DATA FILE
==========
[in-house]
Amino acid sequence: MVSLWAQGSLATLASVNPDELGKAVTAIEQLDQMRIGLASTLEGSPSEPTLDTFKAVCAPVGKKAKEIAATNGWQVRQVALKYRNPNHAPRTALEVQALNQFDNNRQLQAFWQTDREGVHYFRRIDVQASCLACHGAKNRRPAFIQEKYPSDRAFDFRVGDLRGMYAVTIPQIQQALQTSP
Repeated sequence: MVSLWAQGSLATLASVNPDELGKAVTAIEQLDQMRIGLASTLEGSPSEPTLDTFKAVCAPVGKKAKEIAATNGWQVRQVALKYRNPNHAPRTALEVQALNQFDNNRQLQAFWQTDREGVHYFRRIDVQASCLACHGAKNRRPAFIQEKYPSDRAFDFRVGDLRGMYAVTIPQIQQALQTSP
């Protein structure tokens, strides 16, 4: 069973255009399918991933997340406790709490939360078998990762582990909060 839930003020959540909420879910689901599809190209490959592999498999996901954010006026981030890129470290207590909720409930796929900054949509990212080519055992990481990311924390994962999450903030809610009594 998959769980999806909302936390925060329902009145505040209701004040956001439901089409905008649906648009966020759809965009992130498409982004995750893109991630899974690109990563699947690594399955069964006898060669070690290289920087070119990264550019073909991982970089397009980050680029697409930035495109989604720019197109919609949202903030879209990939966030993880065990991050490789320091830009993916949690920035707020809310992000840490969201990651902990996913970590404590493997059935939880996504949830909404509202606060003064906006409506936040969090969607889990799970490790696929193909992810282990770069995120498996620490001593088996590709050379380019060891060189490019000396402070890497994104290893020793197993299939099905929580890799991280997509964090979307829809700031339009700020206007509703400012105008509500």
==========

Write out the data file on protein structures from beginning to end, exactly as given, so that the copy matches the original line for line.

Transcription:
[in-house]
Amino acid sequence: MVSLWAQGSLATLASVNPDELGKAVTAIEQLDQMRIGLASTLEGSPSEPTLDTFKAVCAPVGKKAKEIAATNGWQVRQVALKYRNPNHAPRTALEVQALNQFDNNRQLQAFWQTDREGVHYFRRIDVQASCLACHGAKNRRPAFIQEKYPSDRAFDFRVGDLRGMYAVTIPQIQQALQTSP
Repeated sequence: MVSLWAQGSLATLASVNPDELGKAVTAIEQLDQMRIGLASTLEGSPSEPTLDTFKAVCAPVGKKAKEIAATNGWQVRQVALKYRNPNHAPRTALEVQALNQFDNNRQLQAFWQTDREGVHYFRRIDVQASCLACHGAKNRRPAFIQEKYPSDRAFDFRVGDLRGMYAVTIPQIQQALQTSP
């Protein structure tokens, strides 16, 4: 069973255009399918991933997340406790709490939360078998990762582990909060 839930003020959540909420879910689901599809190209490959592999498999996901954010006026981030890129470290207590909720409930796929900054949509990212080519055992990481990311924390994962999450903030809610009594 998959769980999806909302936390925060329902009145505040209701004040956001439901089409905008649906648009966020759809965009992130498409982004995750893109991630899974690109990563699947690594399955069964006898060669070690290289920087070119990264550019073909991982970089397009980050680029697409930035495109989604720019197109919609949202903030879209990939966030993880065990991050490789320091830009993916949690920035707020809310992000840490969201990651902990996913970590404590493997059935939880996504949830909404509202606060003064906006409506936040969090969607889990799970490790696929193909992810282990770069995120498996620490001593088996590709050379380019060891060189490019000396402070890497994104290893020793197993299939099905929580890799991280997509964090979307829809700031339009700020206007509703400012105008509500």